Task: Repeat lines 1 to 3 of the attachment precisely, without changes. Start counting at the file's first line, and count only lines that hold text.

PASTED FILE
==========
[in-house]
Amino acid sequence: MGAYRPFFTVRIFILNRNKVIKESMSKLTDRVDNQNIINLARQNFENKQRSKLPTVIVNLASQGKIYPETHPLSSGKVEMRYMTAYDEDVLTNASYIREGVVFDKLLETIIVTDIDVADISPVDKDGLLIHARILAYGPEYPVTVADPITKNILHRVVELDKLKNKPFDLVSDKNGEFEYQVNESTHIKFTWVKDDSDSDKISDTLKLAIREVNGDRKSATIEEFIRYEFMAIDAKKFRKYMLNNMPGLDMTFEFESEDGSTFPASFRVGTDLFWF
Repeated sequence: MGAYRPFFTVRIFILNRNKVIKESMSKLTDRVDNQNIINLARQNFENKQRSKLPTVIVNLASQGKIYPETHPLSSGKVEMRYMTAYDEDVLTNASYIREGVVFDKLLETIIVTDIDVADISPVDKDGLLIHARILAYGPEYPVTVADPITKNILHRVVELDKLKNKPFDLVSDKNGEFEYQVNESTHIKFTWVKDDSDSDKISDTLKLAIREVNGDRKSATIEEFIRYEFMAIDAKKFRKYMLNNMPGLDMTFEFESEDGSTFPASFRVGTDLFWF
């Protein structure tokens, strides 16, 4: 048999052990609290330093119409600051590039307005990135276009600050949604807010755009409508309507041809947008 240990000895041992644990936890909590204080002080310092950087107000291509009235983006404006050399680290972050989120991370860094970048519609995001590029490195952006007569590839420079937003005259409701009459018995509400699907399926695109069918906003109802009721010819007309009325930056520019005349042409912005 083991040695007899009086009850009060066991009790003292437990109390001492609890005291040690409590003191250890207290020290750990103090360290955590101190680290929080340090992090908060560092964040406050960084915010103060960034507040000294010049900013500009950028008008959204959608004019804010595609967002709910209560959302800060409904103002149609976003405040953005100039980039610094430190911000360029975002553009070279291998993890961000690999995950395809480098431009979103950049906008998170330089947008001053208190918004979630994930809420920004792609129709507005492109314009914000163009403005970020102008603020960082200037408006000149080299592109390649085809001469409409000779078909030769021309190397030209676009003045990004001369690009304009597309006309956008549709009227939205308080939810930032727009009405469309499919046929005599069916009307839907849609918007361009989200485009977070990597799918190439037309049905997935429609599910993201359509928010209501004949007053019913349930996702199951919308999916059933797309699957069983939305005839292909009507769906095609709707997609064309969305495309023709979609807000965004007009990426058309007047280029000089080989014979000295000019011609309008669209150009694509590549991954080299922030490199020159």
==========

[in-house]
Amino acid sequence: MGAYRPFFTVRIFILNRNKVIKESMSKLTDRVDNQNIINLARQNFENKQRSKLPTVIVNLASQGKIYPETHPLSSGKVEMRYMTAYDEDVLTNASYIREGVVFDKLLETIIVTDIDVADISPVDKDGLLIHARILAYGPEYPVTVADPITKNILHRVVELDKLKNKPFDLVSDKNGEFEYQVNESTHIKFTWVKDDSDSDKISDTLKLAIREVNGDRKSATIEEFIRYEFMAIDAKKFRKYMLNNMPGLDMTFEFESEDGSTFPASFRVGTDLFWF
Repeated sequence: MGAYRPFFTVRIFILNRNKVIKESMSKLTDRVDNQNIINLARQNFENKQRSKLPTVIVNLASQGKIYPETHPLSSGKVEMRYMTAYDEDVLTNASYIREGVVFDKLLETIIVTDIDVADISPVDKDGLLIHARILAYGPEYPVTVADPITKNILHRVVELDKLKNKPFDLVSDKNGEFEYQVNESTHIKFTWVKDDSDSDKISDTLKLAIREVNGDRKSATIEEFIRYEFMAIDAKKFRKYMLNNMPGLDMTFEFESEDGSTFPASFRVGTDLFWF